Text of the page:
Low-cost agricultural measures to reduce heavy metal transfer into the food chain – a review
M. Puschenreiter, O. Horak, W. Friesl, W. Hartlhttps://doi.org/10.17221/3549-PSECitation:Puschenreiter M., Horak O., Friesl W., Hartl W. (2005): Low-cost agricultural measures to reduce heavy metal transfer into the food chain – a review. Plant Soil Environ., 51: 1-11.
Heavy metal contamination affects large areas of Europe and worldwide. Hot spots of pollution are located close to industrial sites, around large cities and in the vicinity of mining and smelting plants. Agriculture in these areas faces major problems due to heavy metal transfer into crops and subsequently into the food chain. This paper gives an overview on simple but effective countermeasures to reduce the transfer of heavy metals to edible parts of crops. Since crop species and varieties largely differ in their heavy metal uptake, choosing plants with low transfer factors (e.g., legumes, cereals) may reduce metal concentration in edible parts significantly. Cultivating crops with higher heavy metal uptake capacity, e.g., spinach or lettuce should be avoided. The application of soil amendments is another very effective measure to reduce the concentration of heavy metals in crops. Both organic (e.g., farmyard manure) and inorganic amendments (e.g., lime, zeolites, and iron oxides) were found to decrease the metal accumulation. Further effective methods to reduce metal transfer into food chain include crop rotation and cultivation of industrial or bio-energy crops. It is concluded that the methods presented here comprise several tools, which are easy to apply, and are effective to allow safe agriculture on moderately contaminated soils.Keywords:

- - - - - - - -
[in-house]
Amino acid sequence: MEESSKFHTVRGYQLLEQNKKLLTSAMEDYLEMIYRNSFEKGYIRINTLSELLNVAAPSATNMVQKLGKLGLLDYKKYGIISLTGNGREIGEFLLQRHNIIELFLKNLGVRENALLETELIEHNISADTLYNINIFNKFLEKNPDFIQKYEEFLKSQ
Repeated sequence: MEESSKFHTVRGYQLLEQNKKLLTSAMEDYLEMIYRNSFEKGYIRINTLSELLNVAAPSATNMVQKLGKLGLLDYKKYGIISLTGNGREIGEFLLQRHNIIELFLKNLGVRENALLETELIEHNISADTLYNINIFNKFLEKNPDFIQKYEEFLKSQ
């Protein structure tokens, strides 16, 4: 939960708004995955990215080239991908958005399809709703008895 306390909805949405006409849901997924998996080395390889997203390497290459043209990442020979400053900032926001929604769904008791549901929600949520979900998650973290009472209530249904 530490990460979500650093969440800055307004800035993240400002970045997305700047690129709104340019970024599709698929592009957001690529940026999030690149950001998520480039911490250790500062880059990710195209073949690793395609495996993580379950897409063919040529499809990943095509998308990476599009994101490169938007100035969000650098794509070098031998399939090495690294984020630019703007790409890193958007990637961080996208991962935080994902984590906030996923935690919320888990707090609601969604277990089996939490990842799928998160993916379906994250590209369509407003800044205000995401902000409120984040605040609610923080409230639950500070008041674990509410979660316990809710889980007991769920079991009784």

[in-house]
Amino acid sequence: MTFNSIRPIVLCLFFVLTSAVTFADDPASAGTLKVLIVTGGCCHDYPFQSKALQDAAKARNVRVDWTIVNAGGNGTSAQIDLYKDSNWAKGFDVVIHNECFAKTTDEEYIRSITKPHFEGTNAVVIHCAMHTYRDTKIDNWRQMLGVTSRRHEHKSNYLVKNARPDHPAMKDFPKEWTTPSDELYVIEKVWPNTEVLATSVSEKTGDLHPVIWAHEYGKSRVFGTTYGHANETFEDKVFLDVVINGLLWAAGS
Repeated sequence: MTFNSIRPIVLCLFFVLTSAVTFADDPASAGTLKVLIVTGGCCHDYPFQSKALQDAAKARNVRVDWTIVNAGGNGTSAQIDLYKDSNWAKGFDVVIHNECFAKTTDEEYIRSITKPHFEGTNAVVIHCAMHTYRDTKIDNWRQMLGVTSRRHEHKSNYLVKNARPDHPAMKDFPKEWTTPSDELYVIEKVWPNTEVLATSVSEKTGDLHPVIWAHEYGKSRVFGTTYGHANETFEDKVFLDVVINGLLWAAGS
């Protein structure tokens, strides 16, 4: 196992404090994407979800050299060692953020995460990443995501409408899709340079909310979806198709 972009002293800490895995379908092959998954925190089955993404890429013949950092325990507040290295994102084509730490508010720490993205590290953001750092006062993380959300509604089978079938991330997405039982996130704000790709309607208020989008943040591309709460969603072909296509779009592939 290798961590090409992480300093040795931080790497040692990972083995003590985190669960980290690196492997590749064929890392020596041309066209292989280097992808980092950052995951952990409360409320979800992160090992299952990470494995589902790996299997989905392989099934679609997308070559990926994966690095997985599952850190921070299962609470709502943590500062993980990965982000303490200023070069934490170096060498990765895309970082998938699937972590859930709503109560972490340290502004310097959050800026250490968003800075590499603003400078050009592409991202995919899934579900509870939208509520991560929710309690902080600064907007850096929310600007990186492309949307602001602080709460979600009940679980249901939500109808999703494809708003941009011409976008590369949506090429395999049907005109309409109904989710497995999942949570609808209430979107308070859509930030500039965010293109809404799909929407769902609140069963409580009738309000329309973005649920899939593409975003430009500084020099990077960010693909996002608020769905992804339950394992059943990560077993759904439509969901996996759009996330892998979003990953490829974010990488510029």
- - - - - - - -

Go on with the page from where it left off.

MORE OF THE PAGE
heavy metals; soil contamination; agricultural soils; low metal uptake crops; soil amendments